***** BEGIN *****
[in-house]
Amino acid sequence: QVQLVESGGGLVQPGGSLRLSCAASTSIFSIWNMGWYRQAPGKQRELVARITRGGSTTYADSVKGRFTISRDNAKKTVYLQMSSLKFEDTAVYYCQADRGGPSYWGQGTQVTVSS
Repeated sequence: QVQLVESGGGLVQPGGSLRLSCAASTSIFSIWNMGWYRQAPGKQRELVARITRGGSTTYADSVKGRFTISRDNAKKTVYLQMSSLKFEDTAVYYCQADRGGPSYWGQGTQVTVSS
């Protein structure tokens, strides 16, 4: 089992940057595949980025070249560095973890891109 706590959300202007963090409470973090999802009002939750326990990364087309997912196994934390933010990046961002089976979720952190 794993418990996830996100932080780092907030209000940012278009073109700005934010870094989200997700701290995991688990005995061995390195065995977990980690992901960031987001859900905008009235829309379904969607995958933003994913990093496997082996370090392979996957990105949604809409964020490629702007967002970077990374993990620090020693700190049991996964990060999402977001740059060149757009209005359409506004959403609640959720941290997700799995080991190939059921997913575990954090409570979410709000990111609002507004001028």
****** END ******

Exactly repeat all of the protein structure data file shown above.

[in-house]
Amino acid sequence: QVQLVESGGGLVQPGGSLRLSCAASTSIFSIWNMGWYRQAPGKQRELVARITRGGSTTYADSVKGRFTISRDNAKKTVYLQMSSLKFEDTAVYYCQADRGGPSYWGQGTQVTVSS
Repeated sequence: QVQLVESGGGLVQPGGSLRLSCAASTSIFSIWNMGWYRQAPGKQRELVARITRGGSTTYADSVKGRFTISRDNAKKTVYLQMSSLKFEDTAVYYCQADRGGPSYWGQGTQVTVSS
């Protein structure tokens, strides 16, 4: 089992940057595949980025070249560095973890891109 706590959300202007963090409470973090999802009002939750326990990364087309997912196994934390933010990046961002089976979720952190 794993418990996830996100932080780092907030209000940012278009073109700005934010870094989200997700701290995991688990005995061995390195065995977990980690992901960031987001859900905008009235829309379904969607995958933003994913990093496997082996370090392979996957990105949604809409964020490629702007967002970077990374993990620090020693700190049991996964990060999402977001740059060149757009209005359409506004959403609640959720941290997700799995080991190939059921997913575990954090409570979410709000990111609002507004001028």